Overstocked?

ALAW

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Hi all I'm wanting opinions on my current stocking level, I have a 13 gallon, with 4 platys, 5 Guppys and 4 amano shrimp, Im doing 30% water changes 2-3 times a week, but still having problems getting my nitrates down and keeping them down.
I planned on adding a honey gourami and maybe another guppy, but worried I'm already overstocked, my plants are artificial albeit some frogbit multiplying like mad atm, I was hoping the frogbit would soak up some of the nitrates but they seem to be innefective.
 

Circus

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I would add more live plants, hornwort grows fast and soak nitrates up pretty well. It seems like it is nicely stocked, but if you have a mix of male and female livebearers, you will have a LOT more in short order.
It looks like you already have the tank stocked with hard water fish, while the gourami is a softer water fish. Do you know your ph and hardness level, or gh?
 
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ALAW

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Yeah I might have to look into replacing some of the artificial ones with real ones, maybe that will help.
I have moderately hard water, so maybe the gourami might not be best choice, all the inhabitants are male to avoid the breeding.
So first I need to get down to the nitrate issue, I'll certainly look at adding more live plants, I used to use seachem stability after water changes, but I figure I have plenty of BB now, so. I use seachem pristine instead, maybe that has something to do with the nitrate issue.
 

Sgooosh

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Yeah I might have to look into replacing some of the artificial ones with real ones, maybe that will help.
I have moderately hard water, so maybe the gourami might not be best choice, all the inhabitants are male to avoid the breeding.
So first I need to get down to the nitrate issue, I'll certainly look at adding more live plants, I used to use seachem stability after water changes, but I figure I have plenty of BB now, so. I use seachem pristine instead, maybe that has something to do with the nitrate issue
no, the stability (ben bac?) i think helps get rid of ammonia into nitrite and nitrite into nitrate, so just get some hornwort to soak it up, and then add ferts if needed
 

Circus

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I am glad you did better than me, and went for all males! Until you get more live plants in, I would do more frequent water changes. The only chemicals I use regularly are Prime and my ferts. It also doesn't need to be hornwort, but any fast growing plant would probably work. I have bucopa, hornwort, guppy grass, water sprite, anacharis. All are fast growing plants that can be left floating or anchored to the substrate.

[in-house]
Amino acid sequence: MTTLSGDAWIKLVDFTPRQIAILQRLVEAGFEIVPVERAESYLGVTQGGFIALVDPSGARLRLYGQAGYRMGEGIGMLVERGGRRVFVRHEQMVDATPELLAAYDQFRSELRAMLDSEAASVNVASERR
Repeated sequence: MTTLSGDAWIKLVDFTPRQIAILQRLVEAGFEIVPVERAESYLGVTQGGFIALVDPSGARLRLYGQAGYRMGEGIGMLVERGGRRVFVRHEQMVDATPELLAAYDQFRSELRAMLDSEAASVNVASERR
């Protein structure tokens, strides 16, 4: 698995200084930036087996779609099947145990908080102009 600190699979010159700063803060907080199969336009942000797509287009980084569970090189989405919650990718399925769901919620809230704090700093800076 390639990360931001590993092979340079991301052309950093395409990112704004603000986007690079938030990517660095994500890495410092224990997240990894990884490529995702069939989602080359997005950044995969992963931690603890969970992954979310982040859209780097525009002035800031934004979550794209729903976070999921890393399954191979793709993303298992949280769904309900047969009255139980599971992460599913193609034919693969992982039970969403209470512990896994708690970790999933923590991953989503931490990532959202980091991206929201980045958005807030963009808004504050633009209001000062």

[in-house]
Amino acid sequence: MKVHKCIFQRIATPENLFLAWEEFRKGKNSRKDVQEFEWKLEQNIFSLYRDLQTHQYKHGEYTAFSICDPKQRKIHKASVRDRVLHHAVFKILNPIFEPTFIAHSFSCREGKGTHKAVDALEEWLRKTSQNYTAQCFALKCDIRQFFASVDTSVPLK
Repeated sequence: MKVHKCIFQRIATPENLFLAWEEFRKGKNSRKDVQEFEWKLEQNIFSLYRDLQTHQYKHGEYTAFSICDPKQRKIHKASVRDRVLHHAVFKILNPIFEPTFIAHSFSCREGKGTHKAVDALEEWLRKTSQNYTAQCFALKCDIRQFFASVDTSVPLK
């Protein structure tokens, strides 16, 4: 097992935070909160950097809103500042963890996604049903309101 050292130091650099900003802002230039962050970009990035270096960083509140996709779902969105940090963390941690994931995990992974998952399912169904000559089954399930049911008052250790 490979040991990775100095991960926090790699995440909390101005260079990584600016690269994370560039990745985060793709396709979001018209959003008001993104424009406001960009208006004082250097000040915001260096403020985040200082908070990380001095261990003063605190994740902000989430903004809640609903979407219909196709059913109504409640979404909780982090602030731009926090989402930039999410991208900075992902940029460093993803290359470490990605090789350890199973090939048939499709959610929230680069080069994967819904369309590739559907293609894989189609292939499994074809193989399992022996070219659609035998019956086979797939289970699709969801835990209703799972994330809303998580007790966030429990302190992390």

Essjay

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Increasing water changes and cutting down on the amount of food will also help. Fish need a lot less food than you'd think. Most of our food goes to keeping us warm, but fish get their warmth from the water so they only need food to provide energy for swimming and growing.

Live plants help too as the previous posters have said. Plants take up ammonia and fertiliser and they turn it into protein rather than nitrite and nitrate.
 

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A few observations. First, to answer the question in post #1, this tank is already overstocked so there is no room for a gourami or any other fish. The platy will grow, and fairly quickly if healthy, and at 2 inches/5 cm (for males, females reach 3 but you only have males fortunately) and the guppies--there is not much space left in a 13g tank though we do not know the dimensions.

On the water changes, you can save time and improve benefits with larger volume changes. Do 60-70% once a week, assuming parameters (GH and pH here) are close between tap and tank water. The larger volume removes more pollution/crud than smaller changes which allow more to "carry over" so to speak. This is for the future, normal state. If nitrates are increasing between water changes, there is something wrong, so let's look at that. Once you have nitrates at "x" and not increasing at all between the weekly water changes, you are probably OK. Water changes need to be substantial and regular to not only control nitrates, but the other "bad" things you cannot measure, and these occur in all tanks with fish.

To the nitrates...what is the level now? And have you tested the tap water on its own for nitrate; it is possible for nitrates to be present in tap water and this is another aspect requiring different action. Nitrates do affect fish negatively over time, depending upon the level and the species, and the duration they are exposed to them. Keeping nitrates as low as absolutely possible, as close to zero as we can, is the goal. I will have more when I know the level, and if any occur in the tap water.
 

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